Presentation title: How to study Microbiome Assisted Triticum Resilience In X-dimensions?
Lars Hestbjerg Hansen’s Environmental Microbial Genomics (EMG) group uses molecular and sequencing based approaches to investigate complex questions in microbial ecology in both basic and applied sciences. Main fields of research include how bacteria perceive their environment, interact with genetic parasites, such as bacteriophages (phages) and plasmids, and adapt to environmental changes via genetic rearrangements. DNA sequencing is the favourite tool for investigating bacterial, phage and plasmid genetic diversity in research related to environmental settings, plants and human health.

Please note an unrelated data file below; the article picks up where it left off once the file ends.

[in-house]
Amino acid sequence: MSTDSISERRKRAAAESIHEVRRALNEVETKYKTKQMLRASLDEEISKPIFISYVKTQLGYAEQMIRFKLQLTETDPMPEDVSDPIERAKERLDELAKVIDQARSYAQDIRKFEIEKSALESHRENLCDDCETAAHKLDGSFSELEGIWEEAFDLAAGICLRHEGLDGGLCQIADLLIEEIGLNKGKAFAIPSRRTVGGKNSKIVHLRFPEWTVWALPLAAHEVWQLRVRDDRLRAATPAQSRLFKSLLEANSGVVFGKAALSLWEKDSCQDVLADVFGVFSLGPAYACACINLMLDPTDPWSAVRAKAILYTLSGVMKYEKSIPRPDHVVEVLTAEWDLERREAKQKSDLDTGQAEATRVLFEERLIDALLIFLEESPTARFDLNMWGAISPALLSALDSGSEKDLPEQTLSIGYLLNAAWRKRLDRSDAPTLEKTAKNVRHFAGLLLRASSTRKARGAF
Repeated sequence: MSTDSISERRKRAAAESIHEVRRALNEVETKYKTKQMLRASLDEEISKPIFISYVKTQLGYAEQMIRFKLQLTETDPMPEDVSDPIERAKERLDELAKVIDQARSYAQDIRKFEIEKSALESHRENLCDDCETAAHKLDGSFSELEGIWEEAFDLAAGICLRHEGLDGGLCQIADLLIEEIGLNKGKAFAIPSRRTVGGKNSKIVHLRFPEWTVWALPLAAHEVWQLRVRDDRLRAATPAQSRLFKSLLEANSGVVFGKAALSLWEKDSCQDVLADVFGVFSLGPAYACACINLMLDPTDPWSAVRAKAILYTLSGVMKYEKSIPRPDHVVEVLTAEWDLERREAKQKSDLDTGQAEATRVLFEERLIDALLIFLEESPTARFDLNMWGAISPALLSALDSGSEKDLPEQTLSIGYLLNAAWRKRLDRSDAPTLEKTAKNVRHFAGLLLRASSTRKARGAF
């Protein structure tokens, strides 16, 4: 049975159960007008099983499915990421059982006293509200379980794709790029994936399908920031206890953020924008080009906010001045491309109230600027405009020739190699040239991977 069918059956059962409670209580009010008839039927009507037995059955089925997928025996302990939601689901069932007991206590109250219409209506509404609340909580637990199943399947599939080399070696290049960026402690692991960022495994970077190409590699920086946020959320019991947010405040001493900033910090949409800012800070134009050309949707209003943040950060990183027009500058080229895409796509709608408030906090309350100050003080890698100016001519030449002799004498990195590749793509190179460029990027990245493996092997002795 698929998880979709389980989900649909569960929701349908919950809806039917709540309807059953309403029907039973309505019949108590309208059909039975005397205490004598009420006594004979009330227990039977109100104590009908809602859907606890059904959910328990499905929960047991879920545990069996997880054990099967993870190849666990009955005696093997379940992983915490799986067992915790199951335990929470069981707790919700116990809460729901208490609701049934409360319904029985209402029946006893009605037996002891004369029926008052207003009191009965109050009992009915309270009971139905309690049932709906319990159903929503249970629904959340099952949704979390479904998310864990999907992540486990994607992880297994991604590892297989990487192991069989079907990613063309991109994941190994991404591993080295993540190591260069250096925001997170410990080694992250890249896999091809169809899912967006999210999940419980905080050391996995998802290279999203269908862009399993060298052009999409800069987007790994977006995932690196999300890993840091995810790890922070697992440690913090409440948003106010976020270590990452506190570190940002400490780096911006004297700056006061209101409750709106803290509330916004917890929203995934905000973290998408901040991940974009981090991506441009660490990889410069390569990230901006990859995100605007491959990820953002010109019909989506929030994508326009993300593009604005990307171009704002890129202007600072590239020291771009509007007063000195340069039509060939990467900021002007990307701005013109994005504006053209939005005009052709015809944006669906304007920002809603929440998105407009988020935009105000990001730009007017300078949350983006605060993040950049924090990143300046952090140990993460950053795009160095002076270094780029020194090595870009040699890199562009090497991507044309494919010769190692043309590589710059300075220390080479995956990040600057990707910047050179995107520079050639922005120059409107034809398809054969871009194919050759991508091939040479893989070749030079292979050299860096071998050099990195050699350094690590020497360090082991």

Plant associated microbiomes arguably play a big role in plant resilience. The complexity of the interactions between the environment, the host and the microorganisms, approach astronomical proportions, and traditional microbiomics is often insufficiently detailed to decipher this complexity. Three recently funded projects, collectively named the Collaborative Crop Resilience Program (CCRP), aim to thoroughly investigate how metabolites, microorganisms and the host interact in the complex matrix of wheat. One of these projects, “The MATRIX”, focuses on the abundant, but poorly studied, plant/microbial interactions occurring above ground. In fact, to reach the target of a complete system description, we aim to sample just the flag leaves of wheat in order to explore how to fully integrate multiple types of data into a deep-learning model, predictive of the influence of hub microbes and metabolites on wheat resilience and yield. Here, I outline the ideas and plans behind The MATRIX. I highlight preliminary challenges and findings of flag leaf biological components. These include at least one set of biological entities that have gained little to no attention as keystone regulatory components in plant associated microbiomes.